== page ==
Robert Schumann (1810-1856)

As I’ve mentioned in previous posts regarding creativity and Bipolar disorder, my creativity is not predicated on an elevated mood, which is a good thing considering how quickly my moods change (as well as how often they change… but that’s another story, for another time). While many people with this disorder have found their greatest creative flow accompanying a period of hypo-mania, such as Robert Schumann who composed in white-heat episodes of creativity and then experienced prolonged episodes of creative silence, I tend to find that my greatest inspiration flows from a mild-depressive state. At least, that’s what I used to think, until this current episode struck. Of the many ways this Depression could be described, “mild” is not one of them. There have been times over the past two weeks when things have seemed desperately hopeless, but … it is a lie.

You have to remember (I have to remember, and I have to remind myself of this every day, every hour, whenever I am experiencing a Depressive episode) that Depression is a profoundly effective liar: Depression will try to convince you that your troubles are far greater than they are, that what you do is not worth anything, that you have no talent, that … well, you get the idea. Depression will use anything it has against you, tossing false evidence against you in an attempt to create its ultimate victory: Despair. Once it has created Despair, once a person has lost all hope of the episode from ending, the battle is virtually lost. The next step is often suicide, and I have seen too many beautiful lives destroyed to allow myself to listen to the whispers of this hoarse demon as it tries to convince me that I have no talent, or that I’m not able to do anything with my abilities as a composer.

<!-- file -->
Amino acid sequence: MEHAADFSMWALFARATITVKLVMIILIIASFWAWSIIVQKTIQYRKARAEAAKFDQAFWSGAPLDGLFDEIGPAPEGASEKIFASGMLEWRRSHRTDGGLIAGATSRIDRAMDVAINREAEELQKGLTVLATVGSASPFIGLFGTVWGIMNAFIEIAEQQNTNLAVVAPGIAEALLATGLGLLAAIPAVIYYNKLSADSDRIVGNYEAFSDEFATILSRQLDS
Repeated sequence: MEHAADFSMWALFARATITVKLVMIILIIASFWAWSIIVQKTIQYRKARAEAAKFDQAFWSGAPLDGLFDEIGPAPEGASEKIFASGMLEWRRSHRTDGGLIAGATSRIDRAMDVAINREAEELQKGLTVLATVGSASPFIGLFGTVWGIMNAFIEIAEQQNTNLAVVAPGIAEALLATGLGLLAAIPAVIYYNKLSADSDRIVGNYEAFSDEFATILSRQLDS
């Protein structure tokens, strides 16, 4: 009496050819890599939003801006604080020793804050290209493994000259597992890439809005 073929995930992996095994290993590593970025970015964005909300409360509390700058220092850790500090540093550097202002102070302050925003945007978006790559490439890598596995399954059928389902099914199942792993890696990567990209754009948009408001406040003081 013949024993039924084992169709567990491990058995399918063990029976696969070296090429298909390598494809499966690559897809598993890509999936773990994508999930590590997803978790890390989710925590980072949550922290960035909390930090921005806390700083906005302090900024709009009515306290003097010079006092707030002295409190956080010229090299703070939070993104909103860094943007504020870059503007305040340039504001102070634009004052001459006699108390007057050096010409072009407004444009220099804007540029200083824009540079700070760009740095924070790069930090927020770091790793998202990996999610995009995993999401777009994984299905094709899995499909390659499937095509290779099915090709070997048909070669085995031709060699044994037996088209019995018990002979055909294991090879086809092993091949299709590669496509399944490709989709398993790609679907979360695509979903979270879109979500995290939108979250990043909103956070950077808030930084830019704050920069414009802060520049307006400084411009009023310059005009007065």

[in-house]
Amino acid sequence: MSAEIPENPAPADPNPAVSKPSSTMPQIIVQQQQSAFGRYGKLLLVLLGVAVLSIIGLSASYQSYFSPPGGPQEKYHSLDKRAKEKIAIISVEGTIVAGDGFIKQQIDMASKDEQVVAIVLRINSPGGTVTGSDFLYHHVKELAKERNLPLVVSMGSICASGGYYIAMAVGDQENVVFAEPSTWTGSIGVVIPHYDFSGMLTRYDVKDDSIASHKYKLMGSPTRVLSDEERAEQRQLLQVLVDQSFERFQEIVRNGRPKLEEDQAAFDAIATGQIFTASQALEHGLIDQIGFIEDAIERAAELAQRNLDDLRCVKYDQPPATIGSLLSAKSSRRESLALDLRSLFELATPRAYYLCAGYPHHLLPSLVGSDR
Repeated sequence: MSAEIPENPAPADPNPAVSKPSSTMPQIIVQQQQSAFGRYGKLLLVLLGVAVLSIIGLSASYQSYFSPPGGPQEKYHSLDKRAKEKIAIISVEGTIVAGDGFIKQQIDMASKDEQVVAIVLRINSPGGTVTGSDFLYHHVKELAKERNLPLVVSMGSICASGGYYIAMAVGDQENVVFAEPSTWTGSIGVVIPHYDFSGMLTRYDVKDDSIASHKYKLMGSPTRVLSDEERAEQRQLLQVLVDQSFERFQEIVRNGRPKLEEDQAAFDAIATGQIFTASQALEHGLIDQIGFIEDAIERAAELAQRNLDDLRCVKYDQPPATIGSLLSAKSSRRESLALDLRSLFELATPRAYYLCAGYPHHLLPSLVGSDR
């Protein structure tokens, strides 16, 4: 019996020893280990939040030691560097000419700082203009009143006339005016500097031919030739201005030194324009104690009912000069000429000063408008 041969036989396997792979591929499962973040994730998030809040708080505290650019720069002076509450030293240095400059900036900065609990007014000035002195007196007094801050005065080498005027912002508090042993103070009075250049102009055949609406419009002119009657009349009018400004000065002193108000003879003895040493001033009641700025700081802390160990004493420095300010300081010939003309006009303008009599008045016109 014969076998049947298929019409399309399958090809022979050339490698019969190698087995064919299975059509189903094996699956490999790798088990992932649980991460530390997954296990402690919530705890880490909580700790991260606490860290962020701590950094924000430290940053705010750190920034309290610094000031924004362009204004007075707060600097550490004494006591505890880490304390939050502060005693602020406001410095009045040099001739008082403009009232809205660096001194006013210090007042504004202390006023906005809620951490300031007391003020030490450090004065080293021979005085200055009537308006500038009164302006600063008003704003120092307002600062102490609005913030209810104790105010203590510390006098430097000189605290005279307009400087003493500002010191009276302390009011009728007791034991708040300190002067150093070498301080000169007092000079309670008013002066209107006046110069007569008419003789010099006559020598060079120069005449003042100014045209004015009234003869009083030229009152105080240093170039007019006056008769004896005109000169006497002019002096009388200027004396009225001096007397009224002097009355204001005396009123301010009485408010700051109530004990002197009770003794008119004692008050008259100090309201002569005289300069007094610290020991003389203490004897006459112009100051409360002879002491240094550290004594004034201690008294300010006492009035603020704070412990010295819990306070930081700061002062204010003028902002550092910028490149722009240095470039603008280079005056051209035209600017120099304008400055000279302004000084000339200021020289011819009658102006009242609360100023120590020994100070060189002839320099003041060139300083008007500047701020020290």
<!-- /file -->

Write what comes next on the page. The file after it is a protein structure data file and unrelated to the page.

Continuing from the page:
In the midst of this Depressive episode, as difficult as it has been to cope with due to the increased pain from the fibromyalgia and Migraine, I managed to complete to compositions for the classical guitar. The first piece is a dark piece, reflective of the mood I was in, though it is not a “depressing” piece. It is called Sonata Apocalyptica, a single movement piece in sonata form, which is about 12 minutes long (perhaps a bit longer, depending on the performer who has a Cadenza to improvise). The second piece, which was completed only last night, on 30 August, is called Perpetual Kaleidoscope and has a Spanish flair to it as it explores two types of the popular guitar technique known as “tremolo” (one is a the traditional three-note tremolo while the other is a two-note tremolo, played pmi using the open “G” string as a drone). This piece is between 7 and 8 minutes in length.